Over 400 plants & animals discovered last year

NEW DELHI: The new discoveries of plants and animals last year will give green crusaders and concerned citizens some reason to cheer amid reports of deforestation and diminishing wildlife.
Altogether 313 species of animals and 186 species of plants were discovered last year from different parts of the country, according to Animal Discoveries 2016, New Species and Records, brought out by the Zoological Survey of India on Monday, and Plant Discoveries 2016, by the Botanical Survey of India.
Most of the new species were from the four biological hotspots of the country — the Himalayas, the North East, the Western Ghats and the Andaman and Nicobar Islands.
Of the new animal species, 258 are invertebrates and 55 vertebrates.
As many as 97 species of insects, 27 of fish, 12 of amphibians, 10 of Platyhelminthes, nine of Crustacea and six of reptiles have been discovered and described by the scientists.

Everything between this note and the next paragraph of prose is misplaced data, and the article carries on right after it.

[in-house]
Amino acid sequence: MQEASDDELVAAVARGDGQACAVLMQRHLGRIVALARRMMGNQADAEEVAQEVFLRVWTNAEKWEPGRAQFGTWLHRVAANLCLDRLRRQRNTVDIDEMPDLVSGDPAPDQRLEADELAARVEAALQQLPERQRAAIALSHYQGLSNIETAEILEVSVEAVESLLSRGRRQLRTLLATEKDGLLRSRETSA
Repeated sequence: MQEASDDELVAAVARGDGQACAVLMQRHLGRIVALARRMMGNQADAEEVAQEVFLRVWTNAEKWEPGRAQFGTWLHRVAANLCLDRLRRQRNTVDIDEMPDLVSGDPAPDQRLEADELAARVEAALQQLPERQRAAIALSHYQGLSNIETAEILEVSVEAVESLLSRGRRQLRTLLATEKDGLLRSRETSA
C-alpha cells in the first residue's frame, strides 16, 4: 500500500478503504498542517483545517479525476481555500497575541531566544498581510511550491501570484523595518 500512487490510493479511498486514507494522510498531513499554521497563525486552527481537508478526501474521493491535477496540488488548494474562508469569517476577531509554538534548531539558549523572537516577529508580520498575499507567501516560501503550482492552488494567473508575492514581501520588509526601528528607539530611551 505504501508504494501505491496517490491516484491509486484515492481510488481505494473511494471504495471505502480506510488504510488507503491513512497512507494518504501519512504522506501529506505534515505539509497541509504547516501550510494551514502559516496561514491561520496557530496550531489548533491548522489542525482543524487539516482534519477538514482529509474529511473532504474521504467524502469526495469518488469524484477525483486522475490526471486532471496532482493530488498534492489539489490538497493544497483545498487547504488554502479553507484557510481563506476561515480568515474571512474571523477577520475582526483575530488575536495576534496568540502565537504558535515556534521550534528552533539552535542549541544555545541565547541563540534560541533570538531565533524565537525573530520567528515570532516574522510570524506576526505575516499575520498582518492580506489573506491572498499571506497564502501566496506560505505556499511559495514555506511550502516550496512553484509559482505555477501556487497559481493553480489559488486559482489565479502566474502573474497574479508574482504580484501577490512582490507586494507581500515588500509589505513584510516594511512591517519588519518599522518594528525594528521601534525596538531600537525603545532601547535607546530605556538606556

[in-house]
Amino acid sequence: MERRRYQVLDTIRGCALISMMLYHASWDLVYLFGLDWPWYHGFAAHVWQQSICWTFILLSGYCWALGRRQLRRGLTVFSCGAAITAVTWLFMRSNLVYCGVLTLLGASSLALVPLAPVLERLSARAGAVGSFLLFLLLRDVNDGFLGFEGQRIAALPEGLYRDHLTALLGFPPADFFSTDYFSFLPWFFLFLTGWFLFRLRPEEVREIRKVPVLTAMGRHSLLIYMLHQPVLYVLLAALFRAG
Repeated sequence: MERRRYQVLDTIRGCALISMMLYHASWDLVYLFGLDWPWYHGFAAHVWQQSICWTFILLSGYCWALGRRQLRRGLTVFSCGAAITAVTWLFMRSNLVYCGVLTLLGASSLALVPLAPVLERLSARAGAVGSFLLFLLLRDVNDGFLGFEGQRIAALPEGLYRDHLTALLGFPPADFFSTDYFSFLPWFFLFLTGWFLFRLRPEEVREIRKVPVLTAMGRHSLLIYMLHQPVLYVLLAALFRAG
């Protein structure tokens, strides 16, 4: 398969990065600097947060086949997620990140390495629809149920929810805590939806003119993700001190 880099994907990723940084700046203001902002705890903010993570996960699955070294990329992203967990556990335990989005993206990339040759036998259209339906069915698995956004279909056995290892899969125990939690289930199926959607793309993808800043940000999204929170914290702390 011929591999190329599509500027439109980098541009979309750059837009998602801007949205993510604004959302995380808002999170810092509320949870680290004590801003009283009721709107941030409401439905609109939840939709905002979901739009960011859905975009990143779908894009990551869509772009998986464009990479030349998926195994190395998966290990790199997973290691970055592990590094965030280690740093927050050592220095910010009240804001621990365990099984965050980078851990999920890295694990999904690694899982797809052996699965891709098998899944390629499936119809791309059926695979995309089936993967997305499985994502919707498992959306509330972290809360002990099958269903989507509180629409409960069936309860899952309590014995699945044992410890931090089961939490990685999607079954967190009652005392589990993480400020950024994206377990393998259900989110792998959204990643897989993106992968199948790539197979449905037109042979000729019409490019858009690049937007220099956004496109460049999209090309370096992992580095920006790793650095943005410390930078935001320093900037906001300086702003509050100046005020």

There are 61 species of moths and butterflies (order Lepidoptera) and 38 of beetles (Coloeptera) on the list.
Animal Discoveries 2016 says for the first time, the number of animal species in the country, including protozoa, has crossed one lakh — 1,00,693 to be precise.
Till last year, India was home to 97,514 species of animals.
Plant Discoveries 2016 says along with 186 new species, scientists have discovered seven new genera, four subspecies and nine new varieties from India, taking the number to 206.
The publication lists 113 new records from India.
The geographical distribution of the new plant species reveals that 17 per cent of the discoveries were made in the Western Ghats, followed by the Eastern Himalayas (15 per cent), the Western Himalayas (13 per cent), the Eastern Ghats (12 per cent) and the west coast (8 per cent).
Among the interesting discoveries of the year are eight new species of wild balsams, five species of wild ginger and a species of wild amla (Indian gooseberry). Also, 39 varieties of mushrooms have been discovered.
These new species will have use in horticulture and have medicinal value too. India has one of the 17 mega-diversities and it has about 6.42 per cent of the global fauna.

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